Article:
New and verified computer model improves machining of nanoscale semiconductor parts for the electronics industry

Oct 23, 2013
Semiconductors: The best cut for machining
Conventional machine cutting of brittle materials can result in chipping and fracturing (left), but vibration-assisted machining with the correct depth of cut produces a chip-free, mirror-like surface (right). Credit: 2013 A*STAR Singapore Institute of Manufacturing Technology

Brittle materials such as silicon and ceramics are used extensively in the semiconductor industry to make component parts. Materials cut to have a mirror-like surface yield the best performance, but the precision required is difficult to achieve at such a tiny scale.

Xinquan Zhang at A*STAR's Singapore Institute of Manufacturing Technology, along with co-workers at the same institute and the National University of Singapore, has developed a computer model that allows engineers to predict the best way of cutting different materials using vibration-assisted machining (VAM). This technique periodically interrupts the cutting process via the application of small-amplitude and high-frequency displacement to the cutting tool.

"Many researchers have observed that using VAM instead of conventional cutting techniques allows them to make cleaner, fracture-free cuts to most brittle materials," explains Zhang. "Because no theory or model exists to explain or predict this phenomenon, we decided to investigate."

At the nanoscale, brittle materials exhibit a certain degree of plasticity. Each material has a particular depth of cut that allows clean shearing to occur without chipping or fracturing on, or beneath, its surface. This point, known as the critical undeformed chip thickness, is directly correlated with and machining conditions.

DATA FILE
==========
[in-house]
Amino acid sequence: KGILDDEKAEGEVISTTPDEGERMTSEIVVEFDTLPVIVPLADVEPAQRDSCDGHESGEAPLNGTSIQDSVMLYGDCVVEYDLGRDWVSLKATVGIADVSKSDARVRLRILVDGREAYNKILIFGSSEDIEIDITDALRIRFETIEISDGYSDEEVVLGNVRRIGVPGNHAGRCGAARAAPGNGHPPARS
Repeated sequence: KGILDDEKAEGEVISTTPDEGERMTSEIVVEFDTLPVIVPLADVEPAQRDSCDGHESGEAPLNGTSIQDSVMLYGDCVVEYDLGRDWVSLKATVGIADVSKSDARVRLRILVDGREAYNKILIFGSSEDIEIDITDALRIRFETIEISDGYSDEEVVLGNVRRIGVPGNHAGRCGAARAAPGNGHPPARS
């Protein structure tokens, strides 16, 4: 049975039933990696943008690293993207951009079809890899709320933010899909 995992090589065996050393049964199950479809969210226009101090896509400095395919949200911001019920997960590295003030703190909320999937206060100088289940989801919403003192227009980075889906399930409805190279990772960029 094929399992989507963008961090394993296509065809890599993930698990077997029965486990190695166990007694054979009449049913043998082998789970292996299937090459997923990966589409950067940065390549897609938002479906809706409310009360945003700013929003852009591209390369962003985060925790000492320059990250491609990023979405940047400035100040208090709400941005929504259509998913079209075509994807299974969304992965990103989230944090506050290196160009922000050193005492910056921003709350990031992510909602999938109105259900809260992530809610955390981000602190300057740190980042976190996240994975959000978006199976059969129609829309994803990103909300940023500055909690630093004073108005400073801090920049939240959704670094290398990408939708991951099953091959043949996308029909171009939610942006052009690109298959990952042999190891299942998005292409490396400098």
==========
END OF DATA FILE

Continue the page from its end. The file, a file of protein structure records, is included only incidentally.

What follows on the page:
Zhang and his team studied the behavior of different brittle cut with VAM, during which two modes of cutting occur. In the ductile mode, plastic deformation caused by cutting is followed by elastic rebound and recovery of the material structure between vibrations. The brittle mode, on the other hand, removes material by uncontrolled crack propagation. Making a clean cut during ductile mode—before the brittle mode dominates—is therefore desirable.

The researchers modeled the energy consumption of each mode in terms of material removal as the vibrating tool moved, taking into account tool geometry, material properties and the cutting speed.

"By examining and material deformation we were able to describe the mechanics when VAM moved from the ductile to the brittle mode," explains Zhang. "We then established a model to predict [the] critical undeformed chip thicknesses by finding the transition point between the two modes."

Through a series of experiments, the team verified that the model accurately predicts the critical undeformed chip thicknesses of single-crystal silicon when cut at various VAM speeds.

"Our model will help engineers to select optimized machining parameters depending on their desired material," says Zhang. "Advantages could include higher productivity, lower costs, and improved product quality for semiconductor parts and other nanoscale technologies."

Explore further: Nanoparticle technology triples the production of biogas

More information: Zhang, X., et al. Amodel to predict the critical undeformed chip thickness in vibration-assisted machining of brittle materials, International Journal of Machine Tools and Manufacture 69, 57–66 (2013). dx.doi.org/10.1016/j.ijmachtools.2013.03.006

add to favorites email to friend print save as pdf

Related Stories

Metallic glass: How nanoscale islands react under strain

May 08, 2013

Quick-cooling molten atoms give metal alloys a glassy, or random, atomic structure that generates higher elasticity and better wear- and corrosion-resistance than their crystalline alloy counterparts. However, ...

Researchers solve the mystery of nanowire breakage

Sep 12, 2012

Most materials will break when a force is applied to an imperfection in their structure—such as a notch or dislocation. The behavior of these imperfections, and the resulting breakage, differ markedly between ...

Tiny wires change behavior at nanoscale

Aug 29, 2011

Thin gold wires often used in high-end electronic applications are wonderfully flexible as well as conductive. But those qualities don't necessarily apply to the same wires at the nanoscale.

Recommended for you

Nanoparticle technology triples the production of biogas

16 minutes ago

Researchers of the Catalan Institute of Nanoscience and Nanotechnology (ICN2), a Severo Ochoa Centre of Excellence, and the Universitat Autònoma de Barcelona (UAB) have developed the new BiogàsPlus, a technology which allows ...

Research unlocks potential of super-compound

2 hours ago

Researchers at The University of Western Australia's have discovered that nano-sized fragments of graphene - sheets of pure carbon - can speed up the rate of chemical reactions.

User comments : 0